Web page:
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Business Analytics Model Risk Working Group

This is a review committee working group for practitioners and academics to establish a formal definition and set of classification criteria regarding business analytics model risk.

This group has been established based upon interest and feedback concerning a recent set of posts regarding business analytics model risk: http://tinyurl.com/ktabt3q

For those interested, you can join the group via this LinkedIn link:

http://www.linkedin.com/groups?gid=5070955&trk=myg_ugrp_ovr

The topic of model risk has rapidly come to the fore as a central concern for large organizations. Growing complexity in business decision making and an increasing reliance on IT-based decision systems, many of which become ‘black boxes’, has raised the stakes concerning model risk.

BAMRWG

As broader industries and organizations, beyond banking and finance, are rapidly adopting complex model-based decision making methods, we are concerned with model risk more generally. In particular, the growth of ‘business analytics’ and ‘Big Data’ as structured approaches to complex business decision making has raised the stakes for improving decision model quality.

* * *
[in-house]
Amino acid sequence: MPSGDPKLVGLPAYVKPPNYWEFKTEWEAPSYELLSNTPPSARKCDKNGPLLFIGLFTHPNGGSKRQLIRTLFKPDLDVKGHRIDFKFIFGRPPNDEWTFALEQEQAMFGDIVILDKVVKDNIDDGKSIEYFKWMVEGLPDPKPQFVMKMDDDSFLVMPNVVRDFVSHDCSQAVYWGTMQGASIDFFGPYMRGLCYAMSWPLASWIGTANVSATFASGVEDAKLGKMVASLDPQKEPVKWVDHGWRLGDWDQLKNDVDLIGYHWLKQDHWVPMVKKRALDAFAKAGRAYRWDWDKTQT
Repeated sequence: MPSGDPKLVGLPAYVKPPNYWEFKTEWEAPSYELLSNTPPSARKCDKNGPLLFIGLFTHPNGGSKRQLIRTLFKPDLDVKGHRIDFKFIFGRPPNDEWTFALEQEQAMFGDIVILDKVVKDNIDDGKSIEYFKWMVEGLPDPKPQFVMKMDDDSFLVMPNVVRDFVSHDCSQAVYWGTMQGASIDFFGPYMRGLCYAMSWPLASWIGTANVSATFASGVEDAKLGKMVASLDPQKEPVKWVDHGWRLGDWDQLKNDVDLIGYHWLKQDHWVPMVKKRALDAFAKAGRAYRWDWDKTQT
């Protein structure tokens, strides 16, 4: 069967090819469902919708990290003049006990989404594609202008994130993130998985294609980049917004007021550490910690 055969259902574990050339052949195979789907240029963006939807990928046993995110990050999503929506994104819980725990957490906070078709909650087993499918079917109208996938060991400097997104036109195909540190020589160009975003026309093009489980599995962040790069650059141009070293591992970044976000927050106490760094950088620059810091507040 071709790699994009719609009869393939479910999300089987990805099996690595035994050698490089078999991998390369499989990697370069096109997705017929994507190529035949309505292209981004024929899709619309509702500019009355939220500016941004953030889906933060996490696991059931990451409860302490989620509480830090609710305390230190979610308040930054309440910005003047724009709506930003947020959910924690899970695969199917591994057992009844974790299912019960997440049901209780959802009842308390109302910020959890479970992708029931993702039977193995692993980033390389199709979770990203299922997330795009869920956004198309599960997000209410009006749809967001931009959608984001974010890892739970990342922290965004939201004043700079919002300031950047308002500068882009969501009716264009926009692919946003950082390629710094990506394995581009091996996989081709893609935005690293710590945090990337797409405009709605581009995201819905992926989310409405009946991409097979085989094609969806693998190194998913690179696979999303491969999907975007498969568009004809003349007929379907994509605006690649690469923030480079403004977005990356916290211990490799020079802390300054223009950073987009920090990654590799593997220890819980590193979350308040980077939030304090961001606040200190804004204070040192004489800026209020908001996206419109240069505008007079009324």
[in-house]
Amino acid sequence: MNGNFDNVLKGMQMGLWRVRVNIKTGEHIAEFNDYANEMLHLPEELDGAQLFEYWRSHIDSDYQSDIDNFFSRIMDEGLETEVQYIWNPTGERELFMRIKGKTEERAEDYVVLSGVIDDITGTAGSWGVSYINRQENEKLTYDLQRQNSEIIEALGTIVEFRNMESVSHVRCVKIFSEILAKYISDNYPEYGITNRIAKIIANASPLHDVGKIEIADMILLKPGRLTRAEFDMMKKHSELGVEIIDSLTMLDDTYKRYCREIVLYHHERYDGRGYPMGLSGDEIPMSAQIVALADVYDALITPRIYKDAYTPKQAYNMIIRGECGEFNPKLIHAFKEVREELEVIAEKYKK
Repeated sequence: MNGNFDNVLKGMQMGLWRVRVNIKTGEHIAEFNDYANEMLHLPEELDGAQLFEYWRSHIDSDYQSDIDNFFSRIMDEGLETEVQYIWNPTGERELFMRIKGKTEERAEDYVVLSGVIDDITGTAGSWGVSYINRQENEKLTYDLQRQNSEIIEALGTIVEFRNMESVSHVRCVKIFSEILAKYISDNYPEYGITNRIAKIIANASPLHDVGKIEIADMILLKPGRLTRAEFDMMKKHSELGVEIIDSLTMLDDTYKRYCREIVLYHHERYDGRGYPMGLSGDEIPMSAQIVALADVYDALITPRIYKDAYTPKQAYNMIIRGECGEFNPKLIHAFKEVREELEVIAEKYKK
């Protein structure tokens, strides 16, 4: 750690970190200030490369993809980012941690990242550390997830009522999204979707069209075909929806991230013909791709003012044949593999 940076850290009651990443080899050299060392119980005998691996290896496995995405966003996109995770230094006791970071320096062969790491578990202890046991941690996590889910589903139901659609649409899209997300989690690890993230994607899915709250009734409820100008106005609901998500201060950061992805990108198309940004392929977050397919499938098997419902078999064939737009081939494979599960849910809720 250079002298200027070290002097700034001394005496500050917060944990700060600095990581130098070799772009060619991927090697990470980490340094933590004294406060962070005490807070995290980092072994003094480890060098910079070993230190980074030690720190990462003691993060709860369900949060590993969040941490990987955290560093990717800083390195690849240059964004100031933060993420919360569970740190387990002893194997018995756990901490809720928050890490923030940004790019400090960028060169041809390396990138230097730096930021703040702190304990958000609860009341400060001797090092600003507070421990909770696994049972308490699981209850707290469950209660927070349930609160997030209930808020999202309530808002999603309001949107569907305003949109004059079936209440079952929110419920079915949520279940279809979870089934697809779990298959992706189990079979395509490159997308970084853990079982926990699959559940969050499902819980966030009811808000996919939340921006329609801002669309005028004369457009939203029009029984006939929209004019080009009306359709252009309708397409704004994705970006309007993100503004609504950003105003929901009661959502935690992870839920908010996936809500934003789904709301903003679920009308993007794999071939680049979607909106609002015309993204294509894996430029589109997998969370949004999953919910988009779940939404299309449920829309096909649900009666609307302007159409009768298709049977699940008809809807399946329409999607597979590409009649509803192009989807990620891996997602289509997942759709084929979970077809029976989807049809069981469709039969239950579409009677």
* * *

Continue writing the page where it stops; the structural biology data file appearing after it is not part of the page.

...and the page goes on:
Model risk is here specified as ‘business analytics (BA) model risk’ to distinguish it from pure finance industry model risk. This recognizes that much of the literature output is focused on model risk for the finance industry, but that the scope of the model risk problem is larger and broader (across all industries) and thus deserves a more general discussion and treatment.

When speaking of model risk, we are referring to organizational decision making in large, complex organizations generally. We are particularly concerned with decision models as encoded into IT systems: business intelligence (BI), decision support systems (DSS), manufacturing control systems, predictive machine learning, etc.

In particular we are concerned here with highly complex ‘analytics’ decision models which become encoded in IT systems (algorithmically or otherwise in terms of automated computational data processing and procedures). This recognizes that large, complex organizational decision making is increasingly automated by IT systems which encode and embed decision models. The term ‘black box’ refers to the tendency for such systems to trap and hide potentially risky assumptions with models.

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